Tidioute sees unwanted spike in deer population
Unless it’s Dasher, Dancer, Prancer, or Vixen, the deer in Tidioute Borough are adding up more than wanted.
A Facebook post by borough office manager Crystal Heenan brought light to an increased number of deer in town, which are leaving droppings, eating out of town planters, and “prancing” in front of vehicles on Main Street.
“The Tidioute Borough council is concerned with the number of deer in town,” Heenan wrote on the Tidioute Borough Facebook page. “Especially on Main Street and in the business district.
“In recent years, the number of deer on Main Street has increased dramatically,” said Heenan. “This was unheard of just a few years ago. These deer have become a nuisance as they have eaten all the holiday decor out of the planters throughout the business district and have caused many accidents.”
Heenan said, “residents have requested deer crossing signs and even suggested the speed limit be reduced on Main Street.”
Tidioute Borough Council recently approved the purchase of two deer-crossing signs for Main Street, Heenan confirmed.
“With that said, we would like to ask that residents do not feed the deer,” she said. “When you do, you’re not only feeding the deer but all wildlife. It has been reported that coyotes have been spotted within the borough and on Main Street. Garbage night and curbside pick-up is becoming more of a problem, and dogs cannot be left outside. So, please people, do not feed the wildlife.”
If you want to know just how prevalent the problem has become, just ask borough resident Dave Manning. He has grown “about three acres of corn every year,” he said. “Our farm sits right on the main road, basically. Before five years ago, we never had an issue, and all of a sudden we started to notice that we were getting a lot more damage than we ever had, and we haven’t had an ear in the last three years.”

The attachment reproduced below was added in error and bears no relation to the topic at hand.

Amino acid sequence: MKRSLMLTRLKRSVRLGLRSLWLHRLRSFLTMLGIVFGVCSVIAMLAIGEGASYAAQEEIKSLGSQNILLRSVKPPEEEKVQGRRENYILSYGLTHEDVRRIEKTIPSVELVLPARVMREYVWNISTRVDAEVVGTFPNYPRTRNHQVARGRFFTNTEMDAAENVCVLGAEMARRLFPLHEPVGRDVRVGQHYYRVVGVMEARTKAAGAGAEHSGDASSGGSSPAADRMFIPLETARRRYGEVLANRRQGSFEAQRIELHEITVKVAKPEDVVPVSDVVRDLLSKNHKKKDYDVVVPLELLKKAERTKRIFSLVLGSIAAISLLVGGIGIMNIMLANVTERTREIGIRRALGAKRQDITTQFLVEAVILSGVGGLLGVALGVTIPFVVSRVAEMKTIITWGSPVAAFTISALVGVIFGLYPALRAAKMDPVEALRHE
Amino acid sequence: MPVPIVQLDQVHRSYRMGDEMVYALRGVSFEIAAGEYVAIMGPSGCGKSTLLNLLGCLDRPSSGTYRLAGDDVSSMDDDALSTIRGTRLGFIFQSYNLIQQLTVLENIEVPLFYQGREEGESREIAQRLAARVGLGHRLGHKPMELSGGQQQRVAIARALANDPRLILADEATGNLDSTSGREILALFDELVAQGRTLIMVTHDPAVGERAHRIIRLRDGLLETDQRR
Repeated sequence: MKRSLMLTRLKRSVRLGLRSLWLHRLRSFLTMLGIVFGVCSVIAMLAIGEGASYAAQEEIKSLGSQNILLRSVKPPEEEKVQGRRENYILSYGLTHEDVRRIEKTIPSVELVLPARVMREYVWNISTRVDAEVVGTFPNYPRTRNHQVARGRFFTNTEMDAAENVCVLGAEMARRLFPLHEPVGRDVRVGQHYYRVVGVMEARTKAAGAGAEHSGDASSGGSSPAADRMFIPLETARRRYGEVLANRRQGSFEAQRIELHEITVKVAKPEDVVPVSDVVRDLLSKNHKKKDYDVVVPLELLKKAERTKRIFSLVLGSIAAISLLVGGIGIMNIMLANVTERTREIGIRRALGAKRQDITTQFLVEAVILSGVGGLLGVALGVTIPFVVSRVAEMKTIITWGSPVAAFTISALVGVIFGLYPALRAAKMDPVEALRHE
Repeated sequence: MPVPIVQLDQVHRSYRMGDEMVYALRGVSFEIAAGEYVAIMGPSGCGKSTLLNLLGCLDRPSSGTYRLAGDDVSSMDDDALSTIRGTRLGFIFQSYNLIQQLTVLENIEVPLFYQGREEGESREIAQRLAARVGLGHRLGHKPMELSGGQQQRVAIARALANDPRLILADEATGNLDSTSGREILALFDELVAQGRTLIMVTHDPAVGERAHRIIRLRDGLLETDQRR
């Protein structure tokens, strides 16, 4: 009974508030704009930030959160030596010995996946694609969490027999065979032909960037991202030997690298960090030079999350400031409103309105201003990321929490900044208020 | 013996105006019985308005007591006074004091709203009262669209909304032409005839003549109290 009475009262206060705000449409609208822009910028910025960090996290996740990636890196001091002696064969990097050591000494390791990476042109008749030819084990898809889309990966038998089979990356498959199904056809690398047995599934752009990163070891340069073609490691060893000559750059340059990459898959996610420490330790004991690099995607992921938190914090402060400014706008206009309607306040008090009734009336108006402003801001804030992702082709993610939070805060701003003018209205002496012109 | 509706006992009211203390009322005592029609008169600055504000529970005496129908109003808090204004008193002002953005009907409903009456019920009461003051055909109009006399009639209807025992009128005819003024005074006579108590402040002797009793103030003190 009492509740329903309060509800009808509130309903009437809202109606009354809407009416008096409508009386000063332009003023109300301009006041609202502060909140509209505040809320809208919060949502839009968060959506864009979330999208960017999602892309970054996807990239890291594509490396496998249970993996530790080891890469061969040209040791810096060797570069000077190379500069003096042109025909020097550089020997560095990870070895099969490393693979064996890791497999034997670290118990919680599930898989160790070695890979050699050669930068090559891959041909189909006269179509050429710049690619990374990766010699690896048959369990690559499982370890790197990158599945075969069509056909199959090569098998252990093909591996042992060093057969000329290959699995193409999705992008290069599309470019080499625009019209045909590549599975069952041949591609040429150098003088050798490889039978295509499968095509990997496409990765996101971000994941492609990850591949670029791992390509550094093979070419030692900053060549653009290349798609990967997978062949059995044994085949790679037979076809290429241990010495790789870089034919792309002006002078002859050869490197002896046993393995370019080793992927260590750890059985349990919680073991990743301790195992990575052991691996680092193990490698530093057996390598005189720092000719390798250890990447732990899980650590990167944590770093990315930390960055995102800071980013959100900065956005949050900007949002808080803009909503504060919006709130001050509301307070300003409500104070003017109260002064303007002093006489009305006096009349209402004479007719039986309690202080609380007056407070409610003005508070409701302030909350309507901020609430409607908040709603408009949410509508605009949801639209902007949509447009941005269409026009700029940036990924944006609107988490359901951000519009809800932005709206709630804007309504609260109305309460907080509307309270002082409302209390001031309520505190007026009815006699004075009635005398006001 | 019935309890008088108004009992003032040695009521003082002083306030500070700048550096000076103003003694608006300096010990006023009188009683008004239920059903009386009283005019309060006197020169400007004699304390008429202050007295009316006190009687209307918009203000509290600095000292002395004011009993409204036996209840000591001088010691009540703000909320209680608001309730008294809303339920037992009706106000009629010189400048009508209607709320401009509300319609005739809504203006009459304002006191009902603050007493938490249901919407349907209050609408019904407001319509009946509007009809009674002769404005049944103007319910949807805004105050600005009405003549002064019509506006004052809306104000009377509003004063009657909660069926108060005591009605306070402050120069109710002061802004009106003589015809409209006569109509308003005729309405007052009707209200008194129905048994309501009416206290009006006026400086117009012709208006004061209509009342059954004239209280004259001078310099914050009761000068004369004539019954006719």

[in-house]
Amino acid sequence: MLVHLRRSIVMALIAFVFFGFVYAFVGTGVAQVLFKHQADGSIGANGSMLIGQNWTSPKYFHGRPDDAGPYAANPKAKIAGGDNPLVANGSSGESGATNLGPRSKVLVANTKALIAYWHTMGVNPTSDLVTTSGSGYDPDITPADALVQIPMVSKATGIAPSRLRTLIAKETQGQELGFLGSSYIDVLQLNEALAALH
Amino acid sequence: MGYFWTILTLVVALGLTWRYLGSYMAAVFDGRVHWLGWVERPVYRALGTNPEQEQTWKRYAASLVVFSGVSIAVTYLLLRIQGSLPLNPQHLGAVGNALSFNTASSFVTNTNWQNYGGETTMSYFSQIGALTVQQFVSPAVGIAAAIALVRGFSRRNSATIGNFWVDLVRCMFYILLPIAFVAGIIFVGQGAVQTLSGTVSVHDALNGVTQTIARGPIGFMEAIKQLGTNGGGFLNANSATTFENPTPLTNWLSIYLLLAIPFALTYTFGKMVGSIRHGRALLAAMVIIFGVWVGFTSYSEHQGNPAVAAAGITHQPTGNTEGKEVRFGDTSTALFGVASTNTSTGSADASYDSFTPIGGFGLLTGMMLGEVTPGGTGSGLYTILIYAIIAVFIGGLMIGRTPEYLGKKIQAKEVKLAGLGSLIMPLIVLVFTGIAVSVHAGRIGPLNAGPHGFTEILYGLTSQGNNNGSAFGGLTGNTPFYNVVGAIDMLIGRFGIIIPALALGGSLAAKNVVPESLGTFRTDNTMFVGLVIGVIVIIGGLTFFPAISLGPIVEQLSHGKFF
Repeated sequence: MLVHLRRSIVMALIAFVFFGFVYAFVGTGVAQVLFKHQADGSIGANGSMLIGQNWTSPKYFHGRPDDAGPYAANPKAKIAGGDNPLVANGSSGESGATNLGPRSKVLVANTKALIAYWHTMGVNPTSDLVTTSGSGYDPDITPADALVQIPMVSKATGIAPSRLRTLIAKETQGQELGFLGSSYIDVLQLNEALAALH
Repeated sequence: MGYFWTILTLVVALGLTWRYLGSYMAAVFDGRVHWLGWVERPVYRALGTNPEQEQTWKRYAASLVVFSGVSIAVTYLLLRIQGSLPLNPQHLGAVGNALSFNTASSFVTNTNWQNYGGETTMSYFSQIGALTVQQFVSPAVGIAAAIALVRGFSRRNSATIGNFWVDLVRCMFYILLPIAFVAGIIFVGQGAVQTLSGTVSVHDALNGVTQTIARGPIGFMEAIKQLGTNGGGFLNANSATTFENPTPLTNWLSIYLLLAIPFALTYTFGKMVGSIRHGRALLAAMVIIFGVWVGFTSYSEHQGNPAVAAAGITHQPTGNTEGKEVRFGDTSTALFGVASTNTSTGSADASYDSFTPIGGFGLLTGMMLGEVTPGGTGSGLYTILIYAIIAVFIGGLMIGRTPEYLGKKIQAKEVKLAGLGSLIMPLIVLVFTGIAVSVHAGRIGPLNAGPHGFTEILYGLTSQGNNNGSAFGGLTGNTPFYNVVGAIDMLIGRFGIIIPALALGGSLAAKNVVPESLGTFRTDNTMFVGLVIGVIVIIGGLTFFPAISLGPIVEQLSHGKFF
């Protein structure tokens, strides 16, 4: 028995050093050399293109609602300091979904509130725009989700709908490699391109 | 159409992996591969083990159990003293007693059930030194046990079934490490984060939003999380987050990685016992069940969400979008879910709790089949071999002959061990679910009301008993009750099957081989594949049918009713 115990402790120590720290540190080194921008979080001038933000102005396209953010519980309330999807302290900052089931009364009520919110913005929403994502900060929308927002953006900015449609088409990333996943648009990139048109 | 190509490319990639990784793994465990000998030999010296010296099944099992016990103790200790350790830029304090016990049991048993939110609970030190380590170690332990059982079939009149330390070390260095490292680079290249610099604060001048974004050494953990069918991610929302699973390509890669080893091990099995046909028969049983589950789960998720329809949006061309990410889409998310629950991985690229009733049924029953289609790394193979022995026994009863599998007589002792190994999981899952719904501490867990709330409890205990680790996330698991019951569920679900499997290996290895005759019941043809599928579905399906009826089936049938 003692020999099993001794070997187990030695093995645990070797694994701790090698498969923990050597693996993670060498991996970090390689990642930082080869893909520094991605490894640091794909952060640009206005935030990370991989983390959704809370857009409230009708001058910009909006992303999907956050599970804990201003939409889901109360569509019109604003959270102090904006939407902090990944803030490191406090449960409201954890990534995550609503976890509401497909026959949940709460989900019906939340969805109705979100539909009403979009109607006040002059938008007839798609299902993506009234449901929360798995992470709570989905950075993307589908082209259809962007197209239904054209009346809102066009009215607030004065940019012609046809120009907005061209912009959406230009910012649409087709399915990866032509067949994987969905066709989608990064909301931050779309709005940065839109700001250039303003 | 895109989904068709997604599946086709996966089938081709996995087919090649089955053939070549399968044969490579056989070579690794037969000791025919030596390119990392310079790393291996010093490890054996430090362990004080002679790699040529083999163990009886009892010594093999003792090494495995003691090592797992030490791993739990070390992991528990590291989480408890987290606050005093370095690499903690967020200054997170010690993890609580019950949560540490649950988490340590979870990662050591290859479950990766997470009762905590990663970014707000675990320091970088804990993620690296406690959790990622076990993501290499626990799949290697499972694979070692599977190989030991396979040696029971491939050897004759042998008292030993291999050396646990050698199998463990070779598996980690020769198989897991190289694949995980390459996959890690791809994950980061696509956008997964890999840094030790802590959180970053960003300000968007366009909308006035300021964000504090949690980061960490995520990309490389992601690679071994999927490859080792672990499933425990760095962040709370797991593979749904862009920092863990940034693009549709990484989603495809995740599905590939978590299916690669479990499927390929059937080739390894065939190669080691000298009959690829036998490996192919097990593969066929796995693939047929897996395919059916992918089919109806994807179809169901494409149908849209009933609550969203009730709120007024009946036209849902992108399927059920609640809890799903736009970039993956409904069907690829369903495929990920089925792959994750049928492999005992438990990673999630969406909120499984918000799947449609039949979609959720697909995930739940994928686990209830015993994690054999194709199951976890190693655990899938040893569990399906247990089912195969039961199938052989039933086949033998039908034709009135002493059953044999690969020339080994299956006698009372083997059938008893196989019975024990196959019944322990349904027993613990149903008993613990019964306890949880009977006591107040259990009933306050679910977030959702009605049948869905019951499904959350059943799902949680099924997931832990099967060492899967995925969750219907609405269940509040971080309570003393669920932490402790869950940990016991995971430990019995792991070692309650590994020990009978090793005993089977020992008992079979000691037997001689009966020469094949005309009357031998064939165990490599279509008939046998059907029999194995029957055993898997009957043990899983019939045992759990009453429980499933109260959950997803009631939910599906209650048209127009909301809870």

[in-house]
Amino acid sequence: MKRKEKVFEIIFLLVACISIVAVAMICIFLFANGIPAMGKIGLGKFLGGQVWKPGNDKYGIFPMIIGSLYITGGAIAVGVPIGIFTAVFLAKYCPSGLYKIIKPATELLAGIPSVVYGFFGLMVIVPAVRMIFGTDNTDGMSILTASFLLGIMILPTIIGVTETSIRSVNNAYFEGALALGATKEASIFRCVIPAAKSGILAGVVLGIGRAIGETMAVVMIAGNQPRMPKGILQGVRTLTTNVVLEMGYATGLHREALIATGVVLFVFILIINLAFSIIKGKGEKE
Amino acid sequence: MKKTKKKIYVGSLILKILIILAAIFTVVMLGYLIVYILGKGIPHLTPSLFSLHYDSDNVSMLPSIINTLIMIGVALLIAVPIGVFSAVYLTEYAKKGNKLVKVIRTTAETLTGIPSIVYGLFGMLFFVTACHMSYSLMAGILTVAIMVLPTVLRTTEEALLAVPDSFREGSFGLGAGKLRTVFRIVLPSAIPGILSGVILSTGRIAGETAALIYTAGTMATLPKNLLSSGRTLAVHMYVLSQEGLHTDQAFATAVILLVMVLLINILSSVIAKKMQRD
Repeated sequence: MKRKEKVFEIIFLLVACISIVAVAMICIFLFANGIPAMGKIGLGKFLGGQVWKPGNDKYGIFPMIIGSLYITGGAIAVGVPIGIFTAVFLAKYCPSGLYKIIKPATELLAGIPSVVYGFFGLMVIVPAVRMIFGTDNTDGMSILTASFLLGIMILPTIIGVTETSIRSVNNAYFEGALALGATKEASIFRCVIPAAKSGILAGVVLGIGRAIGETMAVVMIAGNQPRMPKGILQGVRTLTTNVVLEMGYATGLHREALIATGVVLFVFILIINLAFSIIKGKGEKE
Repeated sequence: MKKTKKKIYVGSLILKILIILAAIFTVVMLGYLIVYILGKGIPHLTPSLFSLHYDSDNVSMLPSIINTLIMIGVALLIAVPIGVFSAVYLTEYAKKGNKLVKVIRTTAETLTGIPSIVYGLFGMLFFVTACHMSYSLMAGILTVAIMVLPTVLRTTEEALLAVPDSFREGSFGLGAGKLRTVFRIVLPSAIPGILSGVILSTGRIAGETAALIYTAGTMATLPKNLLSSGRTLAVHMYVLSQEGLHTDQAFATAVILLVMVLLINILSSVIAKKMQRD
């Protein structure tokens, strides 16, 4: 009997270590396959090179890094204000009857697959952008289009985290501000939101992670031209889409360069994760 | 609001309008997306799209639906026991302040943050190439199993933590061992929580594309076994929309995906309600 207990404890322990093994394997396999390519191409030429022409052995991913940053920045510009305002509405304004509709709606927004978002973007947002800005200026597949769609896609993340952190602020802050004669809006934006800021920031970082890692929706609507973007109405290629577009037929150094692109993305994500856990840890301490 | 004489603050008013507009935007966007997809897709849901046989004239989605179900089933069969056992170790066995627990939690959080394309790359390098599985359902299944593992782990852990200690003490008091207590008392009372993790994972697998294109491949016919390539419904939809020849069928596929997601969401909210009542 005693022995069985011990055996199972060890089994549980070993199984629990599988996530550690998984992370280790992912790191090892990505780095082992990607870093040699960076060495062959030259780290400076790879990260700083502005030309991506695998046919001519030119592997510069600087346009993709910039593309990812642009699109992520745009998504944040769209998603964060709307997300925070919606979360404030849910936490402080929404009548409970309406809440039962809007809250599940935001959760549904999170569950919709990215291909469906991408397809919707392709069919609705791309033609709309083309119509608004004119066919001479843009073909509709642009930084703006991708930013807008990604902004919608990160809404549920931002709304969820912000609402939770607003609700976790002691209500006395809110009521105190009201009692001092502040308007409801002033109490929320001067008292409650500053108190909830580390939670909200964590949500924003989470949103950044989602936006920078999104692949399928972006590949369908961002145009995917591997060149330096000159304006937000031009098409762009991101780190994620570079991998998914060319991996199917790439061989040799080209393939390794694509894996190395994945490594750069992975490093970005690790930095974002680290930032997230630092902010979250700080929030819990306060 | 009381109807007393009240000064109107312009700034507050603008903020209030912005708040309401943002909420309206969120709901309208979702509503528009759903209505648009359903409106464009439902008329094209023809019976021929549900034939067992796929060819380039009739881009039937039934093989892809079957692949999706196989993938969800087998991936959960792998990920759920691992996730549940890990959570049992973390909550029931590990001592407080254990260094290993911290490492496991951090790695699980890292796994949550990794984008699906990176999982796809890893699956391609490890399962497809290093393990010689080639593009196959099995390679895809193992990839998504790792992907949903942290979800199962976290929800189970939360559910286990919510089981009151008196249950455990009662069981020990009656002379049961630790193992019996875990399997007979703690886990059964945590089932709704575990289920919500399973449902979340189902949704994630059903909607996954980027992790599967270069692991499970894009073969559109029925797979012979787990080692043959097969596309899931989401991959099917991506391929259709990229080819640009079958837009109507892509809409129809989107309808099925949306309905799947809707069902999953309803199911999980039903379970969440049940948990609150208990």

Manning agreed it was an “uncommon place for a farm, being so close to the borough,” but he tried to fence in the corn, and even tried a pepper spray to keep deer away.
Even without his corn, the deer are visiting Tidioute Borough more often.
“We counted 30 deer — 15 in one field and 15 in another (from Main Street),” said Manning. “We’re in nature (in Tidioute), but it’s not like we’re a dirt back road. It’s a town of 800 people.”
“The deer are being fed,” said Heenan, which is attracting them closer to Main Street and backyards.
“We have had complaints also of deer droppings in yards of residential homes, leading to family pets, dogs, needing to be wormed,” she said. “More deer on
Chip Brunst, Game Commission information and education supervisor, said it’s becoming that time of year deer need to search far and wide for their food. So, it’s no surprise they will go to “where the food will be easiest to find.
“Most of it is they become habituated to feeding,” he said. “Even a bird feeder. Birds are sloppy eaters.”
He said the suburbs of Pittsburgh have run into the same type of problem, with a greater number of deer at times seeking — and getting — food left out by people trying to enjoy their aesthetic beauty.
He said the answer is simple.
Don’t feed the animals — because they aren’t supposed to be there.
It lessens the nuisance, as well as avoids an unhealthy environment for the deer.
In New York, it’s actually illegal to feed deer by putting out any material that attracts deer to feed.
A Pennsylvania Game Commission brochure, Please Don’t Feed the Deer, is available at www.pgc.state.pa.us.
“While feeding deer may enhance wildlife viewing, decades of research has clearly shown that supplemental feeding leads to increased disease risk, long-term habitat destruction, increased vehicle collisions, habituation to humans and alteration of other deer behavioral patterns and, ultimately, the demise of the value of deer and deer-related recreation.”